Parque Calderon Project

Kathy delivering Christmas dinner at the Cathedral of the Immaculate Conception.

Thanks to Our Donors & Volunteers

Snow Angels in Ecuador is grateful to our intrepid donors, who have made the work that we do at Snow Angeles in Ecuador a possibility, so first a well-deserved “Thank you” is in order. We are equally thankful to the enthusiastic and hard-working volunteers for making the time and effort to go out into the field in these dangerous times. They have been out in the trenches feeding the sick (sometimes dying) and elderly, the homeless, the stateless, and the working poor in and around the area of Parque Calderon and the Cathedral of Immaculate Conception (commonly called the New Cathedral). Beginning with our collaboration with Hearts of Gold and Cuenca Soup Kitchen, Snow Angels has been devoted to helping these seemingly invisible angels that, that we see every day, and who live in the very heart of the community we call home.

Kathy and a client Victor share a quick conversation next to the Plaza de Las Flores.

The Problem

While the Covid-19 pandemic has brought “business as usual” to a rapid standstill, the most significant fallout is that Snow Angels in Ecuador no longer has access to the Posada San Francisco as a principal base of operations. That meant that for the first few weeks of the lockdown, we could not operate in any capacity whatsoever. Making this worse was that many of the families that interacted with daily had no choice but to go out into the streets to beg for that day’s meal and money to pay for a floor to sleep on for the night. Because we were unable to attend to our clients’ needs, they and their families were more likely to contract the virus, as the needy had few choices other than to continue to beg for food in this toxic environment. Imagine catching Covid-19 in a country where you have no money, no health care, and seeking relief from an already struggling social system. We felt compelled to find a way to continue supporting the people and families that we fed regularly during the pre-Covid days. These people mostly gravitate around the Parque Calderon probably because of it’s nearness to the Cathedral of the Immaculate Conception of Cuenca, which is also a location that we visit daily, as many of the Cuenca’s poorest, stateless and disabled regularly congregate here seeking alms from those that can help.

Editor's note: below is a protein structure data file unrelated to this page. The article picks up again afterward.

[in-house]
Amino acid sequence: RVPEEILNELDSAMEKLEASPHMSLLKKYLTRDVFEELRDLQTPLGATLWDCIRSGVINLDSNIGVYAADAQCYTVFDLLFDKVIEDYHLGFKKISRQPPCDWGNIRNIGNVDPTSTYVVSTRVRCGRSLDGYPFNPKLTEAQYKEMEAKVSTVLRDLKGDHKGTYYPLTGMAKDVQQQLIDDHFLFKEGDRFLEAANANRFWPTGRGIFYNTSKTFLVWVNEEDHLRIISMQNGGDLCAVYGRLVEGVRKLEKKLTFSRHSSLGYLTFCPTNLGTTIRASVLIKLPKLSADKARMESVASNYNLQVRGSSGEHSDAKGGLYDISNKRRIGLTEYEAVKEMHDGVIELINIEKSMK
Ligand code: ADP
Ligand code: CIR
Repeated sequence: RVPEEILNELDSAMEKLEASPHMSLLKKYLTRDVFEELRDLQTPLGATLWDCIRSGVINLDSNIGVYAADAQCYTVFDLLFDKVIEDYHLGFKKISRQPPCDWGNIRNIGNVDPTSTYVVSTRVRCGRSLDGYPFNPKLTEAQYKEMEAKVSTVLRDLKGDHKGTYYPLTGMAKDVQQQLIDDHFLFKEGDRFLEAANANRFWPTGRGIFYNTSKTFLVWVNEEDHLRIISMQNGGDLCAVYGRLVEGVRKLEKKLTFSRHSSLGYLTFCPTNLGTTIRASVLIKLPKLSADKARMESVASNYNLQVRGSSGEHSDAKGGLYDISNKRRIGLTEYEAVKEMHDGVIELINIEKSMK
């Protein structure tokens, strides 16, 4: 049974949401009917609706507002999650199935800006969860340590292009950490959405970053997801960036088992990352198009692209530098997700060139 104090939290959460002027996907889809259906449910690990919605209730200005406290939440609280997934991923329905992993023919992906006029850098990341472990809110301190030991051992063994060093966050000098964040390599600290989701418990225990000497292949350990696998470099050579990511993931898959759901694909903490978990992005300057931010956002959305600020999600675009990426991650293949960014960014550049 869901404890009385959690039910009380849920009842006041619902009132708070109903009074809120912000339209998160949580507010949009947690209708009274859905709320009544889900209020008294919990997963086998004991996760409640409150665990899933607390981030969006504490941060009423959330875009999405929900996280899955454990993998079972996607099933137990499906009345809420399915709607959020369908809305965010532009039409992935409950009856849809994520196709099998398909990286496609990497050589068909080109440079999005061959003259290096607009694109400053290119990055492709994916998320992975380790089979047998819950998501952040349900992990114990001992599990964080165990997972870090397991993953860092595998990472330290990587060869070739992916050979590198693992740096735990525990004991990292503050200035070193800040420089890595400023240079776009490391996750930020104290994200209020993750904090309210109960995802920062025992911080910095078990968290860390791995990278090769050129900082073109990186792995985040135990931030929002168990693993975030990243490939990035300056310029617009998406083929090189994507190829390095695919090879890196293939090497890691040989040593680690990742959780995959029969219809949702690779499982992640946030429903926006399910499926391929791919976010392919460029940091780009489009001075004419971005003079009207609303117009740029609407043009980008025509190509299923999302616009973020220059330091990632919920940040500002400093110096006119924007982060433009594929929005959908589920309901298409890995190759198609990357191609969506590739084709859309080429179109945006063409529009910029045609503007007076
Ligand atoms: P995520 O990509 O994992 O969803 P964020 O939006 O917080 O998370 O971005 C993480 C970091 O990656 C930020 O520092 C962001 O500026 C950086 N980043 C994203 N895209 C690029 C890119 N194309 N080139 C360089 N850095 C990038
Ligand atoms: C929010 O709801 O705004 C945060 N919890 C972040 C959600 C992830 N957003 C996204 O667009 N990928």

Snow Angels helps many families of Venezuelan descent here in Cuenca,. They are mostly refugees who are fleeing from the catastrophe in Venezuela while searching for a better life here n Ecuador.

The Solution

During that time, our power team Kathleen Rodas-Quelland and Lynn Smith decided to continue with the outreach program and improve it where they could. Where our original outreach meal program had consisted of a ham sandwich as well as a cookie or a piece of fruit (and juice for the young ones), Kathy decided that she would also start serving 10-15 hot meals daily to several of our clients most in need. They can now look forward to a hot meal served five days a week, usually consisting of a traditional Ecuadorian lunch (almuerso) of Seco de Pollo (stewed chicken), Menestra de lentejas (lentil stew), sometimes tostones (fried plantains), as well as plenty of white rice and some vegetable or a small salad. Not only the meals hot and tasty, but they are also traditionally relevant to the clients we are serving. For most, this is the only meal for the day, which adds to the sense of loyalty we have committed ourselves to for the hard days yet to come.

Related Projects

Centro Diurno Don Bosco Project (Covid-19 Survival Kits)

Joel Munn and a staff member from Centro Diurno Don Bosco in Sevilla de Oro Canton work to load up a truck full of Covid-19 Survival Kits to be delivered to members of the community that are at most risk of catching the virus.

Starting this October 2020, Snow Angels in Ecuador is working in collaboration with the Centro Diurno Don Bosco people to provide relief for low-income, high-risk members of the Sevilla de Oro community with Covid-19 Survival Kits. Each kit contains enough food and day-to-day materials needed for one member of the community every two weeks. Every two weeks, a volunteer from the Don Bosco Day Center meets us in Cuenca, where we can hand off 30 kits are delivered to those most at risk of being infected with Covid-19 due to their age and possible co-morbidities.

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